How Odorono used 2 smart techniques to create the deodorant market
Greetings from the Web Summit 2014.
If ever the IDA created a Hall of Fame, Paddy Cosgrave would surely be the first honoree. It’s quite something as an Irishman to witness the good and the great of the tech world (and another 20,000 or so) visit our shores on a perfect Autumnal day.
So far I’ve learned quite a few TLAs and a new hashtag that captures a key sense – #FOMO – the fear of missing out. There are so many things on at any given time that you’d like to attend.
First up on the Marketing Summit stage where I’ve spent most of the morning, was Ben Parr of Dominate Fund, on ‘Captivology’ – the science of capturing people’s attention. So that’s a new hashtag and a new word, then.
However, this is something we like to feel we know something about here in 256, so I was keen to hear his thoughts on it. He distilled his thoughts down to two key ones.
Anyone in this space understands the need to be a storyteller, so he began with the story of Odorono. Back in the early 20th century, the humble deodorant had yet to be arrived at by humanity. Edna Murphey got hot and sticky in 1912. Remedies for underarm perspiration were patchy (literally, as they used cotton or rubber patches to protect dresses) and the subject was taboo. Not to be spoken of in polite society.
So when Miss Murphey started selling an invention that her father, a surgeon, had come up with to stop his hands from sweating whilst performing surgery, the whole enterprise struggled to gain traction.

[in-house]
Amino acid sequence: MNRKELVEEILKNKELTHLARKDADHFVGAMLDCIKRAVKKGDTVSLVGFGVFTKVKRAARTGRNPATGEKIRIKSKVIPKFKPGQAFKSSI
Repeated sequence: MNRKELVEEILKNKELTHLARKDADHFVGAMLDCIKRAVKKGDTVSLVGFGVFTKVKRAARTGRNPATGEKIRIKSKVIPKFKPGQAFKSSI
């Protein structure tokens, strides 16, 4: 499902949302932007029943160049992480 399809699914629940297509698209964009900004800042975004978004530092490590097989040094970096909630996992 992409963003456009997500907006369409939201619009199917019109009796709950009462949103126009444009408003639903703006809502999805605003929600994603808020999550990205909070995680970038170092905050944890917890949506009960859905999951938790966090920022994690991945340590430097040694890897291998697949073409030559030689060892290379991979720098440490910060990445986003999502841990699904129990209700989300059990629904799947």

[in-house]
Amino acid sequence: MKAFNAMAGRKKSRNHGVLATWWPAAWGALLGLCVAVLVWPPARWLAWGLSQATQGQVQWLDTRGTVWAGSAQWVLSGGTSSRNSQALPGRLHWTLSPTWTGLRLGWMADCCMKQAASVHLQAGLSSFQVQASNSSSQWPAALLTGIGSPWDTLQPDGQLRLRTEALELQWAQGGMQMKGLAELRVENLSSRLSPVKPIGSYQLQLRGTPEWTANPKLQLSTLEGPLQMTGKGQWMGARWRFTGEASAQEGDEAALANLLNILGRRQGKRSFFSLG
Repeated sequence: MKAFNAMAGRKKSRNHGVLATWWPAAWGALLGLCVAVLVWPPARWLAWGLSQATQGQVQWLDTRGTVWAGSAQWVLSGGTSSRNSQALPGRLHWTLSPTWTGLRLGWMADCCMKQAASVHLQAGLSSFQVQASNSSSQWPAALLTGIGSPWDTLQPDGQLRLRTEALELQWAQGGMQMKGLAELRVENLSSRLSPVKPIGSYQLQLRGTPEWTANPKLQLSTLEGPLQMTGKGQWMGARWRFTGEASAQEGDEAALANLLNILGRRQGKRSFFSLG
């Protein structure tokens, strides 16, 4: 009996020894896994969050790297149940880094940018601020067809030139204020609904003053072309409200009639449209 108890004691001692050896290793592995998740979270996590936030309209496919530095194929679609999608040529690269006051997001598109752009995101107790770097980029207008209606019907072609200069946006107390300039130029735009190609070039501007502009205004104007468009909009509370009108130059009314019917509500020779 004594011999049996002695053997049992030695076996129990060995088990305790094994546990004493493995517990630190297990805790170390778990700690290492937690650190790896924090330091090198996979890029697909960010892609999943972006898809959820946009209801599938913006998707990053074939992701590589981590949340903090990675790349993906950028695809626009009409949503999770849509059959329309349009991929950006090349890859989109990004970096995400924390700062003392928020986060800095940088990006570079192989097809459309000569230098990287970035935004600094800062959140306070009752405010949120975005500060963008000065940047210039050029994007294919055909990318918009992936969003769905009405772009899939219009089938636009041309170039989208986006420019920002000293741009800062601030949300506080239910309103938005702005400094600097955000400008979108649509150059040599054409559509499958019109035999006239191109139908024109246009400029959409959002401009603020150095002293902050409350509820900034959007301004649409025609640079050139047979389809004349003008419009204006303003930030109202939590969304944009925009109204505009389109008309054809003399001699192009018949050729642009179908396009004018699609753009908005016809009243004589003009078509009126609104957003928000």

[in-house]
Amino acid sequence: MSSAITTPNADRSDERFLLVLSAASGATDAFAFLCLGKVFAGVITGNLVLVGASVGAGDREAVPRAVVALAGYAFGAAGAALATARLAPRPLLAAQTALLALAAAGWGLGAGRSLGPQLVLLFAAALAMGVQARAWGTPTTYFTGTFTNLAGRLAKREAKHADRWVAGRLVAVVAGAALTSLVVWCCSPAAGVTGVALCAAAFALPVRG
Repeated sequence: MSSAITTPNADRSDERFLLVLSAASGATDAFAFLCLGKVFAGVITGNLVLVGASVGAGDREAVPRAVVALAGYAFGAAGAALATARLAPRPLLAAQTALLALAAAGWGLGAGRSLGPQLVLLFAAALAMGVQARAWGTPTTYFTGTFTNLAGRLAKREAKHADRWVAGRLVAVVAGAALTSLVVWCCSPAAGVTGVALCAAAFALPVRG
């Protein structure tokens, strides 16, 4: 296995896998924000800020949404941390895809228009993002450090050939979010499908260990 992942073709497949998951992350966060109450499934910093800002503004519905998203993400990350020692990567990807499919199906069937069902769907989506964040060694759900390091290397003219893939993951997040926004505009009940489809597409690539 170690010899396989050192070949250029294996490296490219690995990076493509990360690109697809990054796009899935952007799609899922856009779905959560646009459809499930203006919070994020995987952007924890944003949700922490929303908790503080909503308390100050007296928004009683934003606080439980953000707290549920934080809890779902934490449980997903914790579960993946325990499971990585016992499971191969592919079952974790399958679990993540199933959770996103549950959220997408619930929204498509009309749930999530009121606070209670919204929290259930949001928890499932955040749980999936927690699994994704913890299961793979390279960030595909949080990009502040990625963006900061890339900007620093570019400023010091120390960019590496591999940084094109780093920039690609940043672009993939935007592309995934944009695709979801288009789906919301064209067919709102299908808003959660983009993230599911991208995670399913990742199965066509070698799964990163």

She ended up hiring J.Walter Thompson ad agency to help. When they placed an ad in the ‘Ladies Home Journal’ there was uproar and many subscriptions were cancelled. However, what they did in the ad was two clever things that still apply today.
The Power of the Expert
‘Odorono was formulated by a physician who knew that perspiration, because of its peculiar qualities, is beyond the reach of ordinary methods of cleanliness – excessive moisture of the armpits is a local weakness.’ they wrote.
In other words, they called in the experts in this case the physician. When the expert is called in, the brain physiologically reacts by shutting down its own decision-making apparatus. Parr showed us images, actual brain scans that showed how this occurred (yes, he could have been spoofing as they seemed to be very few neurosurgeons in the room, but hey, I’m not that cynical).
An academic or acknowledged expert massively outpoints all others in terms of authority. The lesson for content marketing is clear and is aligned with Google’s thinking today, as exhibited in Google’s leaked rating document. In this document, which reveals their thinking in terms of what makes a high quality site, utilising acknowledged experts lends some serious weight.
Reframing the Conversation
The other thing that Odorono did was to reframe the conversation. They changed the question from ‘how appalling it is to talk about such things as perspiration in polite society’ to ‘how the hell do you expect to get a man when you smell so badly?’
Modern day effects of reframing the conversation include an example he showed us where an image of two cars that have had an accident is shown to two different groups. The first is asked the question ‘At what speed were the cars going when they collided?’. The second group was asked ‘At what speed were the cars going when they smashed into each other?’ By reframing the question, dramatically different answers were obtained, the latter group adding 20 mph to the answer.
The story has a happy ending
Miss Murphy’s sales rose spectacularly to top $5 million in today’s money in sales within a year of the advert and is today an $18 billion industry. She no longer had to deal with ‘the most humiliating moment of my life’ and, armed with sweet-smelling armpits and that amount of cash, had no problem attracting suitors.